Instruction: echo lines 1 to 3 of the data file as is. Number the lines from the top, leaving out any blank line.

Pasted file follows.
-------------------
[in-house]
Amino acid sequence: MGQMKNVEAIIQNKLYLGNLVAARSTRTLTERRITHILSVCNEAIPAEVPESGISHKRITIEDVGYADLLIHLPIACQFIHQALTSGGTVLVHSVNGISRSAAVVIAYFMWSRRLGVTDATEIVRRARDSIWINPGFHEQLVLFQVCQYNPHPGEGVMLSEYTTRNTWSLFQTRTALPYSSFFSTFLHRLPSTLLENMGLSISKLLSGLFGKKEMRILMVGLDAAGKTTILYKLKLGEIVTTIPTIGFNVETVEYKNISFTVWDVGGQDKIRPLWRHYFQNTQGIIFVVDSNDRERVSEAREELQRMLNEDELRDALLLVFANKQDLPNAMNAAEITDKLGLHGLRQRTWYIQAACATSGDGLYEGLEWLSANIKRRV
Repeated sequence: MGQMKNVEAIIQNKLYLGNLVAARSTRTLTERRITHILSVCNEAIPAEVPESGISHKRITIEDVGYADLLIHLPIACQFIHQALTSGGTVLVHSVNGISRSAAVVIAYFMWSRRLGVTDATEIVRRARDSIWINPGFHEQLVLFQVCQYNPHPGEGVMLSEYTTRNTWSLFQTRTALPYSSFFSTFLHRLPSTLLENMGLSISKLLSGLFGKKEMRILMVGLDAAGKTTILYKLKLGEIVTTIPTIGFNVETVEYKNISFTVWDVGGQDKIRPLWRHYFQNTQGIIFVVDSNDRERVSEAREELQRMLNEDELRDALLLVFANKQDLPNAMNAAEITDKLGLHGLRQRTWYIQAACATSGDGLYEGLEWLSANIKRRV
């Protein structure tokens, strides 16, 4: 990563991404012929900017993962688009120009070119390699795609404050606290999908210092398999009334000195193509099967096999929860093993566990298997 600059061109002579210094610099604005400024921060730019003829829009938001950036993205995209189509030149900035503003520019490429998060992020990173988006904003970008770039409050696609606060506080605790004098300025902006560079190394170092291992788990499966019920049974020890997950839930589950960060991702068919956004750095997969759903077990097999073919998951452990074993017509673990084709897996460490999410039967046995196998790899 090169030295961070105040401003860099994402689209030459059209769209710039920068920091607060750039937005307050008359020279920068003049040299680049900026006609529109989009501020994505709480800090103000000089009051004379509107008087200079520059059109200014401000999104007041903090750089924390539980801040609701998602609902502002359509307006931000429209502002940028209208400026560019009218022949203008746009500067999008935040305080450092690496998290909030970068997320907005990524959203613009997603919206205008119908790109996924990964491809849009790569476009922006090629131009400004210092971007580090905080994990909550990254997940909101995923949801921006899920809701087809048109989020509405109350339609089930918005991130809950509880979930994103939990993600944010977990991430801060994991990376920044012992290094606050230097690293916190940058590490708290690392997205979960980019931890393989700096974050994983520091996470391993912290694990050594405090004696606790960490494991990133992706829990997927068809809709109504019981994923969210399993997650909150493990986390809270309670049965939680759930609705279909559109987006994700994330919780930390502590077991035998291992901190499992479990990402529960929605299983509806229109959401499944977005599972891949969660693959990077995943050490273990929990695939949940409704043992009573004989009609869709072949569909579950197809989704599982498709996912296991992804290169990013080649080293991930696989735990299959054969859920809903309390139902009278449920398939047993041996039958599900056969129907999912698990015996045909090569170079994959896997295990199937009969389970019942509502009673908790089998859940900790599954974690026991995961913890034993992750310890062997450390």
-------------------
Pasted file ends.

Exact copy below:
[in-house]
Amino acid sequence: MGQMKNVEAIIQNKLYLGNLVAARSTRTLTERRITHILSVCNEAIPAEVPESGISHKRITIEDVGYADLLIHLPIACQFIHQALTSGGTVLVHSVNGISRSAAVVIAYFMWSRRLGVTDATEIVRRARDSIWINPGFHEQLVLFQVCQYNPHPGEGVMLSEYTTRNTWSLFQTRTALPYSSFFSTFLHRLPSTLLENMGLSISKLLSGLFGKKEMRILMVGLDAAGKTTILYKLKLGEIVTTIPTIGFNVETVEYKNISFTVWDVGGQDKIRPLWRHYFQNTQGIIFVVDSNDRERVSEAREELQRMLNEDELRDALLLVFANKQDLPNAMNAAEITDKLGLHGLRQRTWYIQAACATSGDGLYEGLEWLSANIKRRV
Repeated sequence: MGQMKNVEAIIQNKLYLGNLVAARSTRTLTERRITHILSVCNEAIPAEVPESGISHKRITIEDVGYADLLIHLPIACQFIHQALTSGGTVLVHSVNGISRSAAVVIAYFMWSRRLGVTDATEIVRRARDSIWINPGFHEQLVLFQVCQYNPHPGEGVMLSEYTTRNTWSLFQTRTALPYSSFFSTFLHRLPSTLLENMGLSISKLLSGLFGKKEMRILMVGLDAAGKTTILYKLKLGEIVTTIPTIGFNVETVEYKNISFTVWDVGGQDKIRPLWRHYFQNTQGIIFVVDSNDRERVSEAREELQRMLNEDELRDALLLVFANKQDLPNAMNAAEITDKLGLHGLRQRTWYIQAACATSGDGLYEGLEWLSANIKRRV